Or, rather, winter solstice is midnight. I learned in Physical Geography class some years ago that the hottest time is actually just after the zenith, and the coldest immediately after the nadir. So, the hottest time of day is around 1:00 or 2:00 in the afternoon, and the coldest time of night an hour or two after midnight – once the temperature has had time to catch up with the amount of sunshine the earth got (or didn’t get, as it were). If you correlate the cycle of the year to the hours of the day, then right now, January 18th, is about 1:50 AM.

Lake in shades of grey with lid on

And what else are you supposed to do at Ten-to-blinkin’-Two in the Morning other than sleep? Human beings are diurnal – we’re awake in the day, and sleep in the night. At least that’s what we’re designed for, notwithstanding Mr Edison and his light bulb which screwed us all over with its perpetual artificial daytime.

And so maybe that craving for fluffy socks and blankets and books is, in fact, quite normal and healthy, and ought to be indulged as much as possible. You know how, when your kids get up in the middle of the night, you roll over and just sort of grunt at them “Go back to sleep!”? Like that.

So bring on the socks and blankets and Pride and Prejudice. I’ll talk to you in the morning – umm, I mean in spring.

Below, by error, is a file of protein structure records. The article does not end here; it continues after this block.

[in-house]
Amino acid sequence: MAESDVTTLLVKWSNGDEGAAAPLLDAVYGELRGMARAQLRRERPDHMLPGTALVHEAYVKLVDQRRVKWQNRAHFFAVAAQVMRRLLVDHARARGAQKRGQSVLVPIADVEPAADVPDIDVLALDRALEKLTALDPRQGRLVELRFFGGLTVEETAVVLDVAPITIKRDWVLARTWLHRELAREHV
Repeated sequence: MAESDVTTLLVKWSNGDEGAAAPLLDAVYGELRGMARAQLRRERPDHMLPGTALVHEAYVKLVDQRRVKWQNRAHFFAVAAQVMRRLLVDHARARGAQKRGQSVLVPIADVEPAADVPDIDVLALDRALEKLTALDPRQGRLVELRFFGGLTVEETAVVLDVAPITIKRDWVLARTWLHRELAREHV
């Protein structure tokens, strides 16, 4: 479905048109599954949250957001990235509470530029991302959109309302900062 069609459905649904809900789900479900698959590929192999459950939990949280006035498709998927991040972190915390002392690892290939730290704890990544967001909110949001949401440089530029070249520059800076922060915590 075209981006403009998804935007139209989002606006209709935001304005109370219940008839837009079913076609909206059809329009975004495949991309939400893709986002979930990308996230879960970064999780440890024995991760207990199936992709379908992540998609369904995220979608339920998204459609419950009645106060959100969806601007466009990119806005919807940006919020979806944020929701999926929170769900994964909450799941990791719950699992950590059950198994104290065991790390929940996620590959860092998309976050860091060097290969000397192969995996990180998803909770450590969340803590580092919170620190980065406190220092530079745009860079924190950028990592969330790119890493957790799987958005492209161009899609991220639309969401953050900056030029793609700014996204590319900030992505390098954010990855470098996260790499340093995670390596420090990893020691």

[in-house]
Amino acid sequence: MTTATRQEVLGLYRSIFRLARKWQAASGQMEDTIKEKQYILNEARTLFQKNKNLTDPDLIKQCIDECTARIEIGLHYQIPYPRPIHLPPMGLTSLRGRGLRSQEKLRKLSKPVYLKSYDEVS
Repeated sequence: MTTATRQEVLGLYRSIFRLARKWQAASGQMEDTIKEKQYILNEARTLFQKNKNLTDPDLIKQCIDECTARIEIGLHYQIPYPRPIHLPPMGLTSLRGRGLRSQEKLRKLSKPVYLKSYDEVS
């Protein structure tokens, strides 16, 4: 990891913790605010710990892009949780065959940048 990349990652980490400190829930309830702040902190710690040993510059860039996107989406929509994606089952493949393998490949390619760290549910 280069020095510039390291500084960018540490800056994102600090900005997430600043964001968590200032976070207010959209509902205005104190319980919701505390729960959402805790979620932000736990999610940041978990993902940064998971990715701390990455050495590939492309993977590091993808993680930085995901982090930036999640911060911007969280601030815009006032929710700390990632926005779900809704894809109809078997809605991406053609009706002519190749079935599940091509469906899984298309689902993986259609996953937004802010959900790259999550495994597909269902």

Life, the Universe, and the Midnight of the Year. See you when the sun comes up.

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Belated #WordlessWednesday: Light on a Winter’s Morning

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#WordlessWednesday: New Year Dawning

amovitam_winter dawn

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2 January 2019 · 12:16

#WordlessWednesday: Morning Star, or: 6:45 in December

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Fairy Tale Food: The Gingerbread House

amovitam_gingerbread house 1“What came first,” my husband asked when I made this gingerbread house last year, “the pastry or the fairy tale?”

Good question. So I looked it up. According to the internet (scholarly fount of all wisdom), there isn’t any clear indication of when the first gingerbread house made its appearance on the scene of Christmas goodies, but it does seem that it was after the Grimms’ “Hansel and Gretel” became popular. Gingerbread men or other gingerbread figures for gift-giving had been around since the Middle Ages, more or less, but shaping it into a house and glueing candy on it seems to have been inspired by this lovely story of child abandonment, attempted infanticide, and cannibalism.

amovitam_gingerbread house 2